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Frederick Douglass in Ireland: The Black O’Connell

A look at books: Irish revolution, Frederick Douglass and Cecilia Ahern

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Frederick Douglass in Ireland: The Black O’Connell

The Irish Revolution, An Illustrated History 1912-1925

By Fergal Tobin

We will fight the Irish Civil War until the last judgment, or at least until our main publishing houses fold, which may come sooner. The appetite for new books on the subject is seemingly inexhaustible.

With The Irish Revolution, An Illustrated History 1912-1925 author Fergal Tobin has produced a handsomely illustrated and evocative overview of the lead-up, conflict and aftermath of the birth of the new republic.

Beginning with the Ulster crisis of 1912, the book charts all the heady years that led all the way to the creation of the new border by the Boundary Commission in 1925.

Easter 1916 is the watershed moment of course, proving a final break from the national paralysis that had fascinated the young James Joyce in the late 19th century. The more that nationalists agitated for independence, the more the unionists in the north grew restive.

Republicanism was the majority view, but for each gain it made in most of the nation it simultaneously copper fastened political opposition in Ulster, a tragic irony that would endure almost a century after.

Edward Carson (the man who had once prosecuted the Nationalist Oscar Wilde) saw Ulster as the rock that would smash Home Rule. Like many of his Nationalist contemporaries he could not imagine the country divided. But this didn’t prevent him from delivering fiery, rabble-rousing speeches of defiance with which to manipulate Westminster.

Tobin’s book provides an invaluable overview of these tumultuous years and the leaders who made them so as Ireland, after centuries of oppression, made a successful bid for its freedom.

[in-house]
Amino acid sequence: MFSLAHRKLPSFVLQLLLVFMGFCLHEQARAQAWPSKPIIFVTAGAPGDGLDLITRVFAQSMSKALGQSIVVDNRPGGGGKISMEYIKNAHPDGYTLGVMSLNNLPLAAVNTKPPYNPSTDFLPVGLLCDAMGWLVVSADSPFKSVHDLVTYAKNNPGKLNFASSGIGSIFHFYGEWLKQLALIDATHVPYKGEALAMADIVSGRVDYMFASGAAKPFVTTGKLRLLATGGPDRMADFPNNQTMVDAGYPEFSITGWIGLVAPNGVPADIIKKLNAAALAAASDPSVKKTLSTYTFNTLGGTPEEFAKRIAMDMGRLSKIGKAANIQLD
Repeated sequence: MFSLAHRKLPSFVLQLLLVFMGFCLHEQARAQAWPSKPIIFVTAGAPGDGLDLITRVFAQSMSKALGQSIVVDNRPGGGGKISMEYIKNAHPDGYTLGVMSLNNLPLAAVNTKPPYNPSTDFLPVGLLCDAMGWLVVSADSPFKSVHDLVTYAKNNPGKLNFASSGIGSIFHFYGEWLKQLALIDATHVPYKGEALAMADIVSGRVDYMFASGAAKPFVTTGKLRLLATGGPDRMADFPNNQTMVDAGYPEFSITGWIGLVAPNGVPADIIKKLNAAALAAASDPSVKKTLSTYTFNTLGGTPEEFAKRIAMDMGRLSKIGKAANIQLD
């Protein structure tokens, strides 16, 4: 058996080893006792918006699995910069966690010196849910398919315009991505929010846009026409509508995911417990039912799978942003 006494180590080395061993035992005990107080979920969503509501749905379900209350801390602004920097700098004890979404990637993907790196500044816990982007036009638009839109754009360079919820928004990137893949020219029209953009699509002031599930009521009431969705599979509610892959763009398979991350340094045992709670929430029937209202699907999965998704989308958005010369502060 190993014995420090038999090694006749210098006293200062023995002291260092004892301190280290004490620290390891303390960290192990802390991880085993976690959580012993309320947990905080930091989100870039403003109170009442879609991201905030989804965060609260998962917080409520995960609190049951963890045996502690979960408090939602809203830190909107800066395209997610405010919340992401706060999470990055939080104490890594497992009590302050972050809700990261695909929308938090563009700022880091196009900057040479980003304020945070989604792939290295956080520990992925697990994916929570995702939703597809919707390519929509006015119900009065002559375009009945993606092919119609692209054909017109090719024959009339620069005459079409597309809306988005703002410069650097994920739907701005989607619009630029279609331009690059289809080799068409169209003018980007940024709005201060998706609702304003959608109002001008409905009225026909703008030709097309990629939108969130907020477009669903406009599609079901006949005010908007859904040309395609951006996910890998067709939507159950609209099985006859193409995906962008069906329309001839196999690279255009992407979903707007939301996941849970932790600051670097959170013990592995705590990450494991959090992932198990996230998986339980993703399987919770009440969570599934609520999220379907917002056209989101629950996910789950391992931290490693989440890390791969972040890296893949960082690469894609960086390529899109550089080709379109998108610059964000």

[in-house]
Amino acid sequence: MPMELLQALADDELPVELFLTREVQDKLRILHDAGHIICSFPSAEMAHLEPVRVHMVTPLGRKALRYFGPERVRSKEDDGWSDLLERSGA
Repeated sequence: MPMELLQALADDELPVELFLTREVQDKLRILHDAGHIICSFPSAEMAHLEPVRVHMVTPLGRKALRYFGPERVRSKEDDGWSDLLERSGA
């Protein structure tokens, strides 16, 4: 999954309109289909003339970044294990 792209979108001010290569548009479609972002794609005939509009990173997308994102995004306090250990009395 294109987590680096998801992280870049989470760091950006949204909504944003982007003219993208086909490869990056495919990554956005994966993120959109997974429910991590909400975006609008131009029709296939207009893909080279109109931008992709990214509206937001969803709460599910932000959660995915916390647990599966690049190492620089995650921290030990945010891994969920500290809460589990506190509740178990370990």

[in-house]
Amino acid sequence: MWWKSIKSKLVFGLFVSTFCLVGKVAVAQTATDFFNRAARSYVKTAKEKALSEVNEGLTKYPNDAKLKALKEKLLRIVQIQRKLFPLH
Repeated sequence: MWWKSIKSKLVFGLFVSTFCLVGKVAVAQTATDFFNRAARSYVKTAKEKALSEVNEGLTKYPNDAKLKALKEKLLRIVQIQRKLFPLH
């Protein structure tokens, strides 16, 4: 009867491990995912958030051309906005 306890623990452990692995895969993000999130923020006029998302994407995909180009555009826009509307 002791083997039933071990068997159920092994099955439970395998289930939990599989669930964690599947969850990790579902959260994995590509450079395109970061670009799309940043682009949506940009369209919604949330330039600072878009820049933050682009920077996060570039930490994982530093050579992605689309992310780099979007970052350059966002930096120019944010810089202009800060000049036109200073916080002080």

Dufour, $42.95.

Frederick Douglass in Ireland: The Black O’Connell

By Laurence Felton 

Frederick Douglass, the great abolitionist and former slave, visited Ireland in 1845 and was shocked by the abject poverty of the people and by the finery of many of those who lorded it over them.

A former slave, there was quite some irony in Douglas being amazed to discover how brutally white people could oppress each other.

But his travels in Ireland amazed him in another unexpected way. No matter where he went, from first class carriages to hotels to speaking halls, he was greeted with enthusiasm and dignity.

“One of the most pleasing features of my visit…has been a total absence of prejudice against me on account of my color…I find myself not treated as a color but as a man…” he wrote.

In Fenton’s scholarly but immensely readable new book Douglas’ travels in Ireland are reproduced with a novelistic eye for the telling detail. Douglas, a lifelong impassioned reformer, was inspired by his friendship with Daniel O’Connell and when asked for advice he would quote his old Irish friend: “Agitate! Agitate! Agitate!”

Dufour, $25.

One Hundred Names

By Cecelia Ahern

Some people like their fairytales wrapped up in a familiar metropolitan veneer to give them depth, and this is why the novels of Cecelia Ahern may always be bestsellers.

But their at times thin resemblance to real life and real emotion must compete with the contrivances that drive the plot. Sometimes the device is simple: a girl receives a monthly letter from beyond the grave from a paramour eager to help her move on.

And sometimes it’s more complex, like when anonymous presents from an unknown source drive her heroes into a romantic clinch.

In the case of One Hundred Names, Ahern’s most serious effort to date, her brittle heroine Kitty grapples with the legacy of an older woman she thought she knew and in the process – which Ahern’s books are all about – she learns quite a bit about herself.

It’s not a cakewalk. First Kitty has to make a Joycean tour of Dublin, stopping into cafés, bars and assorted suburban neighborhoods to meet with strangers and unravel the mystery of the 100 names her mentor has left behind in her office.

Who are these people, what is their connection to each other and will it be enough to keep us turning the pages of this latest novel?

Ahern’s book is at its most assured when crafting scenes between its central character and the people she meets along the way, suggesting an impatience to step away from the gimmicky structures she’s employed to date as her talent blossoms.

One Hundred Names won’t be on the Booker Prize list this year, but Ahern is obviously serious about her literary intentions. Watch this space.

William Morrow, $14.99.

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